As a distillation of many years of reading, Unlocking Worlds provides valuable knowledge to anyone looking beyond the next Amazon recommendation for ideas.
Sally Allen’s thoughtfully compiled Unlocking Worlds: A Reading Companion for Book Lovers offers a myriad of reflections and ideas on reading material. The book makes the safe assumption that its readers have a to-read list or pile; Allen is warm and forthcoming about her high opinion of books and “the bookish life.” But with her recommendation chapters neatly grouped by subject, even those who don’t read often should be able to easily find ideas on books that will interest them.
Allen holds a PhD in English education and has taught writing and literature at several universities. She’s well-read and her recommendations span a vast range of genres and subjects, with chapters that discuss “Novels That Play with Time and Space,” “Novels in Letters and Multiple Perspectives,” and even “Novels That Explore Russian Life Before and After the Soviet Revolution,” among many others.
While male readers might find her choices skew a bit toward the traditionally “female” book, with relationships and internal reflections generally taking precedence over action and plot, Allen is a daring enough reader that she’s able to recommend genre favorites like Fahrenheit 451, The Spy Who Came in from the Cold and World War Z: An Oral History of the Zombie War, alongside classics like A Farewell to Arms and Northanger Abbey, modern romps like Bridget Jones’s Diary, and children’s literature.
Since most people who would seek out a book that recommends other books are probably also pretty well-read already, such low-hanging fruit might be looked upon as being too obvious, and of little value. But Allen does a good job of mixing in more obscure titles, too, and it’s unlikely that anyone reading Unlocking Worlds won’t come away with at least a few new books to seek out.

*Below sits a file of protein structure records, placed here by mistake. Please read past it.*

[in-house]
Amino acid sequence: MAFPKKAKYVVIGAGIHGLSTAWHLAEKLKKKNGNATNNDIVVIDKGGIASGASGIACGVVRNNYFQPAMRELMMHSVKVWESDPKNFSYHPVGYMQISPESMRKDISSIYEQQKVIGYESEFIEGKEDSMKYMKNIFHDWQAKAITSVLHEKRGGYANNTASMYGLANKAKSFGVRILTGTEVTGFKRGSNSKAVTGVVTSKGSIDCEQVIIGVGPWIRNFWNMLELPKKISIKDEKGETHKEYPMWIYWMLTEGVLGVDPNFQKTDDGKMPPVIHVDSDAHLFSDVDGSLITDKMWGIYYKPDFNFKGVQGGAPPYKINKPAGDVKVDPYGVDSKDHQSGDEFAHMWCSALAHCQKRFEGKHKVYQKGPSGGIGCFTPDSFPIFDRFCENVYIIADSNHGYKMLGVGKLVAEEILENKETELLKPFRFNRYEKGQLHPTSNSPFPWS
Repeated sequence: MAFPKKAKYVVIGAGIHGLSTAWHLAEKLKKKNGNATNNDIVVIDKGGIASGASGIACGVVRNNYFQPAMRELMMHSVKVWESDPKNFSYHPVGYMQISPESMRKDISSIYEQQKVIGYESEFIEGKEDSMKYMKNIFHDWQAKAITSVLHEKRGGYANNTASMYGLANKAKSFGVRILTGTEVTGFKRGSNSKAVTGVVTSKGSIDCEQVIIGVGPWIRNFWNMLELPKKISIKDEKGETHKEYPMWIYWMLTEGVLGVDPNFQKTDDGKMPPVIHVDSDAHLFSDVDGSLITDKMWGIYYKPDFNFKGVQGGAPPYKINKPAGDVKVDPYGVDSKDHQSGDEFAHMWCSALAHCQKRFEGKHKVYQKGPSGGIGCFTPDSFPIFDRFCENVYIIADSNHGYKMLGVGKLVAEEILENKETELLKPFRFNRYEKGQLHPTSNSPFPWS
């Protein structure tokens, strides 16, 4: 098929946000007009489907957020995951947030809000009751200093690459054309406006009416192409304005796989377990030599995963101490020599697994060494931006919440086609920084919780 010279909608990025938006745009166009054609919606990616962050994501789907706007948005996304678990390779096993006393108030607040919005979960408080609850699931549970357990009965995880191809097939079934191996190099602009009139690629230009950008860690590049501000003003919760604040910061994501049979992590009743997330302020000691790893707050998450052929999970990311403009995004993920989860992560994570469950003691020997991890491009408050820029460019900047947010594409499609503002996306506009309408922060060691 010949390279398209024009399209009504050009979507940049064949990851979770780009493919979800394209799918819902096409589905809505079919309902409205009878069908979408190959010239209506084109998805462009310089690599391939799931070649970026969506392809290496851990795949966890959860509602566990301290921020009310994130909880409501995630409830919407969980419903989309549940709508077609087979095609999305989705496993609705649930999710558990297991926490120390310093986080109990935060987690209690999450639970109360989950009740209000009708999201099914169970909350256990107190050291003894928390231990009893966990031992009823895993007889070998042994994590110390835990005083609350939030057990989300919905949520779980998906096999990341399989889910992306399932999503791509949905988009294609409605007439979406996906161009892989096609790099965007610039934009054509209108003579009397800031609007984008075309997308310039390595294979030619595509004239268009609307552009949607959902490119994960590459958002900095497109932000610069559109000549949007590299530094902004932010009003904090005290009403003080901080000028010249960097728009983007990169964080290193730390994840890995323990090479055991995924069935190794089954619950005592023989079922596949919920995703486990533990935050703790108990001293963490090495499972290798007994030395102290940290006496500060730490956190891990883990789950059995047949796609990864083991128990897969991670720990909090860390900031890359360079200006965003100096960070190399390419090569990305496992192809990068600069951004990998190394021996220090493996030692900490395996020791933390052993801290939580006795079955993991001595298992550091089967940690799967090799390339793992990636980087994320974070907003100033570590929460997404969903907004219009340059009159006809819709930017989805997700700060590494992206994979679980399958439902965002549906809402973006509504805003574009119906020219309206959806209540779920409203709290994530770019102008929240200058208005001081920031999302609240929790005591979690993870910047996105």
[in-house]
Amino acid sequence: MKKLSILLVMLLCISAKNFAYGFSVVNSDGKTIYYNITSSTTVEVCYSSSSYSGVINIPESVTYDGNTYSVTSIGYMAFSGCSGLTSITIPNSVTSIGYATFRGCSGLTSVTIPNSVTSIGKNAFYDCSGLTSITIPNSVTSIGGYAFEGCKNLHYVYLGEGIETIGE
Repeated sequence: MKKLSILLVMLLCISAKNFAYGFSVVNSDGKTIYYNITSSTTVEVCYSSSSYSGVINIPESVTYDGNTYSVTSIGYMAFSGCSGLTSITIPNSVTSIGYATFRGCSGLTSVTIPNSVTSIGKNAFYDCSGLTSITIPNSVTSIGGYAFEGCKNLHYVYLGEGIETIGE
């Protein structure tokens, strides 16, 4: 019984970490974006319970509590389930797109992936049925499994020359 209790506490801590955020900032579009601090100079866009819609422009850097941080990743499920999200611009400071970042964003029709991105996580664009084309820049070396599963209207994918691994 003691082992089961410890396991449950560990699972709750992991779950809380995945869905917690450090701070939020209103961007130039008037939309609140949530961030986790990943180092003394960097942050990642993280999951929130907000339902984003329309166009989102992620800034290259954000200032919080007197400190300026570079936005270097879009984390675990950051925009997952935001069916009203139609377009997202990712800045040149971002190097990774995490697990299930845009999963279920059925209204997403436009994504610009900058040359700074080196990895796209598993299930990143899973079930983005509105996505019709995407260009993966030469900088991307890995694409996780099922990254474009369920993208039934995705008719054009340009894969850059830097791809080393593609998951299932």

Allen’s voice is friendly and intimate as she shares personal experiences relating to books and reading. Regarding the impossibility of reading everything that might interest her, she writes:
“Where I have found comfort is in remembering that meaningful choices and what I do with the books I read matter more than racing toward a finish line, reading as much as I can, as fast as I can.”
There are many books available that exist to give impressions of other books, to point readers in the direction of literature they might enjoy or not otherwise find. The question with such books is, do they validate the time spent reading them, or would one be better served to simply read one of the other books on his or her to-read list? As a distillation of many years of reading, Unlocking Worlds provides valuable knowledge to anyone looking beyond the next Amazon recommendation for ideas. More importantly, even if one never follows up with any of Allen’s recommendations, reading Unlocking Worlds is an enjoyable experience all by itself.
Disclosure: This article is not an endorsement, but a review. The publisher of this book provided free copies of the book and paid a small fee to have their book reviewed by a professional reviewer. Foreword Reviews and Clarion Reviews make no guarantee that the publisher will receive a positive review. Foreword Magazine, Inc. is disclosing this in accordance with the Federal Trade Commission’s 16 CFR, Part 255.